Paul Heaton Presents... "The 8th"
Paul Heaton, formerly front-man of both The Housemartins and the Beautiful South turns 50 this summer, and he commemorates this by taking his ‘Soul Opera’ show 'The 8th' out on tour around the UK, having debuted it with some success at the Manchester International Arts Festival in 2011
The eight main pieces at the core of the work are reflections upon the seven deadly sins, but introduces a modern eight to the list – Gossip – all of which are set in a backdrop of a poverty stricken black neighbourhood in America, for some unexplainable reason.
Heaton has gathered a wide-ranging cast to perform these pieces, giving a somewhat dislocated feel – Reg E. Cathey from TV’s The Wire raps his way through the many free-flowing narratives and scene setting sections, relaying the exploits of himself, Young Dwayne, and their various run-ins with inherently racist and corrupt police, brutality, jail and ultimately redemption. Elsewhere King Creosote, Simon Aldred from Manc rockers Cherry Ghost, ex Beautiful South singer Jacqui Abbot, members of Los Campesinos, and an array of folk and gospel voices from the breath of the British Isles contribute, which somehow goes against the pervading narrative grain of the American ghetto morality play.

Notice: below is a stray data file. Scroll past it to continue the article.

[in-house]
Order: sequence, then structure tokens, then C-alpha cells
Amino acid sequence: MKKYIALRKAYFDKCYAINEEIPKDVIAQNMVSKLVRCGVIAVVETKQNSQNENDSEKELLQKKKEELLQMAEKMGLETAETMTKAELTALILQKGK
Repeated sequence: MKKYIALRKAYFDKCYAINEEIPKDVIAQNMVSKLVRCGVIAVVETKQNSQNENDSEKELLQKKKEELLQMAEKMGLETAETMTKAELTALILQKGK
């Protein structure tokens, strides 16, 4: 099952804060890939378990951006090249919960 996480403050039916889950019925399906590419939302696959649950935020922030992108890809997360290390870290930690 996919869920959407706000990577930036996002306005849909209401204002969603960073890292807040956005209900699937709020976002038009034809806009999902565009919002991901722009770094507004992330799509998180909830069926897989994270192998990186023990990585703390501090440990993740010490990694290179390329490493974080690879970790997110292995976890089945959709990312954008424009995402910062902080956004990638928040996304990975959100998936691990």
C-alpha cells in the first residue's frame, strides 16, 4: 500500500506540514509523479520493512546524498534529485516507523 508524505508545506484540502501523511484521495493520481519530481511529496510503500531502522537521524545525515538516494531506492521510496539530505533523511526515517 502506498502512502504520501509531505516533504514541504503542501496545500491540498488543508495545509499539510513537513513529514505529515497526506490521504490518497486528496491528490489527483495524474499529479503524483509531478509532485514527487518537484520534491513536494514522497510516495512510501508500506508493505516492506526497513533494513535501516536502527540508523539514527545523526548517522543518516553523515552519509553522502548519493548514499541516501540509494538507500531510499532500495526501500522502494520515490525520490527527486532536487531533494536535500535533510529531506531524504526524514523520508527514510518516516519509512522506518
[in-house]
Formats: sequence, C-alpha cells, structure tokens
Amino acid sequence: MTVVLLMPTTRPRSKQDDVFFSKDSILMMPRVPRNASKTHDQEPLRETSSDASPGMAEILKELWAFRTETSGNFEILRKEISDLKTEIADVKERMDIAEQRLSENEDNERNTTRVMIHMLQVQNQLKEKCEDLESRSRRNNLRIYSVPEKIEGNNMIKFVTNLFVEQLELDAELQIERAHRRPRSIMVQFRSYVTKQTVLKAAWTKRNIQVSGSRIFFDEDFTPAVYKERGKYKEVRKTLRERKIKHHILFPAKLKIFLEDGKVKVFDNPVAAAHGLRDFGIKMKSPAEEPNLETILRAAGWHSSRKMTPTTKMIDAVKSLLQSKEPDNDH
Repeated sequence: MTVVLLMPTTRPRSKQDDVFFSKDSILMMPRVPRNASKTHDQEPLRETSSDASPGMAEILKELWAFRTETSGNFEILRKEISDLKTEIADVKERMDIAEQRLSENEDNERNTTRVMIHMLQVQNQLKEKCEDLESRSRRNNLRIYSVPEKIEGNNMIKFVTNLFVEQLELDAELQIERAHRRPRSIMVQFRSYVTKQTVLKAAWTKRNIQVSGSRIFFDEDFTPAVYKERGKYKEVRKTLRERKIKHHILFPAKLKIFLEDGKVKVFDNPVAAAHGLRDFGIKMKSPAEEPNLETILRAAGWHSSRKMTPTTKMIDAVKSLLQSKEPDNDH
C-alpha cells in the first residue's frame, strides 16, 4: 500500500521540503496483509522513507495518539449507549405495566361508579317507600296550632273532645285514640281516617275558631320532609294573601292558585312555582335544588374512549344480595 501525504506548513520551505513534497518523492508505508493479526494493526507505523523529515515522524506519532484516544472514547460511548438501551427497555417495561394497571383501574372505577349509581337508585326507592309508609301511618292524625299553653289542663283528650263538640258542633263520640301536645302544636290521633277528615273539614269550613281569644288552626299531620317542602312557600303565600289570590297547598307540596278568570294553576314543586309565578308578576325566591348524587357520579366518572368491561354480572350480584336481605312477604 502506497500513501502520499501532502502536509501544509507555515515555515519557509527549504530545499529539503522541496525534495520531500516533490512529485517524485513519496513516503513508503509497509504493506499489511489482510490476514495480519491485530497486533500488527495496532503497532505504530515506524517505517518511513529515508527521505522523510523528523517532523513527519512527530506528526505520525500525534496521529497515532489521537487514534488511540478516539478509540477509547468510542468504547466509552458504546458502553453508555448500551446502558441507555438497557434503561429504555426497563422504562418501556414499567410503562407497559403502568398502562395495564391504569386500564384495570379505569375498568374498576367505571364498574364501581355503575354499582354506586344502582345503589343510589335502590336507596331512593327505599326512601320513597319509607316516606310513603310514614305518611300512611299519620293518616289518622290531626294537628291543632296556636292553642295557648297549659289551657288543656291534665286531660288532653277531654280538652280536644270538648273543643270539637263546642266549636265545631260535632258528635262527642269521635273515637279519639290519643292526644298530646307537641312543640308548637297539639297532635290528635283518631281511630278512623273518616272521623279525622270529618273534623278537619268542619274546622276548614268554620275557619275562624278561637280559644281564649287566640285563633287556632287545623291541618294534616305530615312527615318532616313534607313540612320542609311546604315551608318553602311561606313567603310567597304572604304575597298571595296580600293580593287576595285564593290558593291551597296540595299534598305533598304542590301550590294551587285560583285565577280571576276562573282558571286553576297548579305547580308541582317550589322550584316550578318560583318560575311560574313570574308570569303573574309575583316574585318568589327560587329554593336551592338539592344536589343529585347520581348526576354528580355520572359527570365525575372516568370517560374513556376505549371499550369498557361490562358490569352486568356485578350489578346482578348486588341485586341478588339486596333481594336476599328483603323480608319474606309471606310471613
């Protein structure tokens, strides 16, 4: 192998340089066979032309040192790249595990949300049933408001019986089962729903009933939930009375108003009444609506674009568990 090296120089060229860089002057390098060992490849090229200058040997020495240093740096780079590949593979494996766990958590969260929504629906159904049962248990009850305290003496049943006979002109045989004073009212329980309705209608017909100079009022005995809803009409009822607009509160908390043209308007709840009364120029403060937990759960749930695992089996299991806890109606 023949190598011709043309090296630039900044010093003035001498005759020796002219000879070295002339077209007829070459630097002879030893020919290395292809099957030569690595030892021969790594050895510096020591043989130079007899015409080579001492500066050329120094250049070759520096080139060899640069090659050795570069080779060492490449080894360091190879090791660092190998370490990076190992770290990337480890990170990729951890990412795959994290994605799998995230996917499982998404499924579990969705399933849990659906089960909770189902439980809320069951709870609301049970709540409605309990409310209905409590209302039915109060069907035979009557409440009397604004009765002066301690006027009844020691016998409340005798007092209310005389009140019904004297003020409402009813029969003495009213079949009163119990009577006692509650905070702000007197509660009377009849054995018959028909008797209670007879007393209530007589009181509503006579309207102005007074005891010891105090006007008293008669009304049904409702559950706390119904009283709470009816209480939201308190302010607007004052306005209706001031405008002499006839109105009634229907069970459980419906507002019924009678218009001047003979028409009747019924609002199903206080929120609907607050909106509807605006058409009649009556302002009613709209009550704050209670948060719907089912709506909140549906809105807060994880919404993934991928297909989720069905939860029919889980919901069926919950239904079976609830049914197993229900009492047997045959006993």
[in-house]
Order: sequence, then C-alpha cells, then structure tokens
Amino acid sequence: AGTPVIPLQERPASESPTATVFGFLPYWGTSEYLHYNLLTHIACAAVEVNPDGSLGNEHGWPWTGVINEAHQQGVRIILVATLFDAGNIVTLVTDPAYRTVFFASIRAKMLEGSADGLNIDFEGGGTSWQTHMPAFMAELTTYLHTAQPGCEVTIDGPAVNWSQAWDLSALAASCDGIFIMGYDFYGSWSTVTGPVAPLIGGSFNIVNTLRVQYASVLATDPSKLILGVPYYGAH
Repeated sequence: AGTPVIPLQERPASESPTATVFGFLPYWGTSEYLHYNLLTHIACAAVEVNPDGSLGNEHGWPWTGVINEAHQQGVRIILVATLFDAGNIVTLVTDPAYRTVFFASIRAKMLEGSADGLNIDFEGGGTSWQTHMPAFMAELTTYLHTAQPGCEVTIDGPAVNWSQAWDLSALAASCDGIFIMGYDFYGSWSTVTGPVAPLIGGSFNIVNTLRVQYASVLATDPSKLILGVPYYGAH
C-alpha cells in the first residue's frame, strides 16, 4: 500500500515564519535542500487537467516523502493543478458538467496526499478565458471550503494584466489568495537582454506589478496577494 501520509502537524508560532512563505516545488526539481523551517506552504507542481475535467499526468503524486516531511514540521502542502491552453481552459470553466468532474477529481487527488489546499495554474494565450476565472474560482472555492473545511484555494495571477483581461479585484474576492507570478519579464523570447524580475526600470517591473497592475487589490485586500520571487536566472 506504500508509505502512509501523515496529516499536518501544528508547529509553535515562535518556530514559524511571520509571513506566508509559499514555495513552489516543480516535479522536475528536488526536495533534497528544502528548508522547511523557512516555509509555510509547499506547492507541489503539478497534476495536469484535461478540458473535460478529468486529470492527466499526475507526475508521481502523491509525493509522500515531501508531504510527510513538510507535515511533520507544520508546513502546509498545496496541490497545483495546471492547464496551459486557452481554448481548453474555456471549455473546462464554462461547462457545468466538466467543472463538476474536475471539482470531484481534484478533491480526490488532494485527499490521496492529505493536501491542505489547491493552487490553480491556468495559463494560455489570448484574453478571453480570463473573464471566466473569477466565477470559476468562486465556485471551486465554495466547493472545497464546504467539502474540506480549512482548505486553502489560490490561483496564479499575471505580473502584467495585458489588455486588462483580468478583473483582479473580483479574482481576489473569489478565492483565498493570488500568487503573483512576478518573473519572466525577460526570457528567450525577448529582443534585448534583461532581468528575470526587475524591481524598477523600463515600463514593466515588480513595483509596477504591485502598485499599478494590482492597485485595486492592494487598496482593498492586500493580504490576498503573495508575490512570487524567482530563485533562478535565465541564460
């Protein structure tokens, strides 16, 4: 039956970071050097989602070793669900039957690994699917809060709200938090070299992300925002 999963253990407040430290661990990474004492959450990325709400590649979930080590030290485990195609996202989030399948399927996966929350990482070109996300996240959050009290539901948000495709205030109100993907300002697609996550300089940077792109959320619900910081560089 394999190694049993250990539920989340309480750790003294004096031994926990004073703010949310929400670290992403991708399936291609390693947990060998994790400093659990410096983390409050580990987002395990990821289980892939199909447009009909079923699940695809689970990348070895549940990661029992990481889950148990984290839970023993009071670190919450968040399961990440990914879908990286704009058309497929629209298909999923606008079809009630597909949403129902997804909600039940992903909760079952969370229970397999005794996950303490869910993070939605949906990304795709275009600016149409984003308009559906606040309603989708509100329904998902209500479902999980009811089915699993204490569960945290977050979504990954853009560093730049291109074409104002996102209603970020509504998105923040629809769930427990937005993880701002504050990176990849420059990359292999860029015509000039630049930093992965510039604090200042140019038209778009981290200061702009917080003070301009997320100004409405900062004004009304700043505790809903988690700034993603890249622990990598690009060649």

There’s no operatics obviously, but then there's very little soul here either; Much of the work hangs on some frequently recurring musical motifs, portentous mechanical pulses, and rather outmoded and stale ideas of electronic music and rhythms underpin cut ups of black power speeches, police radio chatter and gospel choirs. King Creosote fronts the frothy ‘Gluttony’ atop a synthesised re-interpretation of Tom Waits’s junkyard percussion and rhythmic belches, alongside puzzling references to Vietnam and Hiroshima. Jacqui Abbot delivers the pleasantly melodic, and, well, rather Beautiful South-ish soul-pop shuffle of ‘Envy‘, while Simon Aldred adds his lovely heartfelt croon over an accappella gospel backing on ‘Greed’, in a moment slightly reminiscent of the Housemartins biggest hit ‘Caravan of Love’ (and could “Holland’s banking Ireland’s sweetest thing” be a dig at Bono and his tax-avoiding mates?), while elsewhere the likes of ‘Sloth’ seem to take on more trad musical theatre colours. Heaton takes lead vocals himself on the perverse dub reggae of ‘Gossip’ (which breaks into Ska and hard rock alternately in a bid to sprint to the finish), where the evil get their comeuppance.
Concluding its search for redemption in church (‘Walk Into The Light’), the message is spelled out in no uncertain terms; “Divinity comes from within” the cartoon preacher rails, casting the whole piece as something of a modern religious parable for a society losing its way fast (which is odd coming from the pen of Heaton, a proclaimed atheist). Perhaps there is something slightly fuzzy in the translation of the show’s performance on to record. Heaton remains a sharp, thoughtful lyricist but musically a lot of ‘The 8th’ sounds dated, anaemic and lacklustre, and somewhat difficult to follow, even if there are some strong individual performances.